Rwanda continued to enjoy steady economic growth in 2018-2019, although it faced challenges due to both floods and drought. Rwanda continued to perform well on gender equality; women and men enjoy equal socio-economic and political rights. However, the following challenges still exist:
• Poverty has not been significantly reduced in recent years
• Continued childhood malnutrition
• High income inequality
• Limited access to justice and poor understanding of rights
• Limited freedom of speech and no space for political opposition
The Netherlands and Rwanda’s bilateral programme focuses on key interventions contributing to economic development, while at the same time contributing to:
• Ensuring enhanced food and nutrition security in the face of climate change risks
• Early childhood development
• Transition from aid to trade
• Access to quality justice for all
• More democratic space for citizens
Since the decision was taken to phase out bilateral development co-operation with Rwanda, economic diplomacy for sustainable trade and investment is increasingly at the centre of Dutch engagement with Rwanda.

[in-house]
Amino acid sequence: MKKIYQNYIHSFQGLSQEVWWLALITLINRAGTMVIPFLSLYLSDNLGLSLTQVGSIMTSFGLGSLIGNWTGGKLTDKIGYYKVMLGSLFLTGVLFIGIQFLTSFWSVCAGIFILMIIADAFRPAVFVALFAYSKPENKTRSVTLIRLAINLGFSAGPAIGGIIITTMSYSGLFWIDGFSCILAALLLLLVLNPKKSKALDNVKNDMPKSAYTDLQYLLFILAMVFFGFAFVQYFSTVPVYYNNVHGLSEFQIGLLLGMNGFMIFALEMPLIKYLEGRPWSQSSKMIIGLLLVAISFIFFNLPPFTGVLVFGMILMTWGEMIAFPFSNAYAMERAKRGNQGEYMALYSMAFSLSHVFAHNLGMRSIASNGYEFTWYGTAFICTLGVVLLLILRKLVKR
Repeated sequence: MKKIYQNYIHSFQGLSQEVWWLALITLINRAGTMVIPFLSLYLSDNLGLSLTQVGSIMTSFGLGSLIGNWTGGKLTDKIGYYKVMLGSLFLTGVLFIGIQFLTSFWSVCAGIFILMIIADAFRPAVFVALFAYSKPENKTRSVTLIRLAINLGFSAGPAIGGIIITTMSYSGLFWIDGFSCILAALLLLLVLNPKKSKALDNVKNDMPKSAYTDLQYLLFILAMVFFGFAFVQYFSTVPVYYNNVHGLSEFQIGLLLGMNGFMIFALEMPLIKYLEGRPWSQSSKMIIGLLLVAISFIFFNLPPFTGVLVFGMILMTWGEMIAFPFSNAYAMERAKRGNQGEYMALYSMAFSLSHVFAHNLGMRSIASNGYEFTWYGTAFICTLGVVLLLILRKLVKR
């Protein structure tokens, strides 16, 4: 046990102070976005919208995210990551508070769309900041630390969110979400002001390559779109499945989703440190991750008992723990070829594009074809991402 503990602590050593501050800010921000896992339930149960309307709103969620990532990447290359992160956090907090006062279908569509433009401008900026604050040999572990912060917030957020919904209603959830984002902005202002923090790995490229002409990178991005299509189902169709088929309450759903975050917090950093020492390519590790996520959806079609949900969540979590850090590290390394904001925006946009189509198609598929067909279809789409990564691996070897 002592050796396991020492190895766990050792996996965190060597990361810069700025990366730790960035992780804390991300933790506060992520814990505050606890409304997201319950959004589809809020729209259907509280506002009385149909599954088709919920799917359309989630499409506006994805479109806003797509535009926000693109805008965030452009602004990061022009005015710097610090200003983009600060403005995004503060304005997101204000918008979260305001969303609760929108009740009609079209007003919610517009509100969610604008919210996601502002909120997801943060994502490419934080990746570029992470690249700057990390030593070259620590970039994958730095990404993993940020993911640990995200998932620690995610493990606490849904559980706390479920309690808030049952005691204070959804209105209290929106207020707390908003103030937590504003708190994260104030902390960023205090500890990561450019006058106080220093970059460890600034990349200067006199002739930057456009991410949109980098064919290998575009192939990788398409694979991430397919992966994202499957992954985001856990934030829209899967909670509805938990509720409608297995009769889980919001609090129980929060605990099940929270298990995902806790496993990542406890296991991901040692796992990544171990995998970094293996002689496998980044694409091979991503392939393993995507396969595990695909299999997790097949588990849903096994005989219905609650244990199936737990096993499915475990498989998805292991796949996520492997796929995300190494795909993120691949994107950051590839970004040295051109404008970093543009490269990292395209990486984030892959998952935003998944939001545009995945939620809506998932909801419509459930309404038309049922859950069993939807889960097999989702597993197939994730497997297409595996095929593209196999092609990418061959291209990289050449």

In 2018-2019, work began towards phasing out bilateral development co-operation, in line with the decision by the Minister for International Trade and Development Co-operation to transition the focus of the bilateral relationship with Rwanda from aid to trade. In that light, the co-operation programme has been adjusted to maximise sustainability after the phase out. Nonetheless, the bilateral programme in 2019 was sizeable.
Through a multi-sectoral programme, the Netherlands continued to support Rwanda in combating malnutrition, while at the same time expanding opportunities for smallholder farmers to increase their income from horticulture.
The integrated water resources management programme continued to build the capacity of the government of Rwanda to manage its water resources and prepare for a future in which demand for water will increase manifold.
In the Security and Rule of Law sector, significant achievements were made in terms of access to justice through a legal helpline. Many groups consisting of genocide survivors and perpetrators worked on reconciliation through community sociotherapy.
As bilateral development co-operation is being phased out, the level of responsibility for local actors (in particular the Government of Rwanda) to take ownership of the interventions is increasing. Since the capacity of the local actors is sometimes constrained, careful attention is being given to capacity strengthening and the accompaniment of the Netherlands Embassy’s counterparts.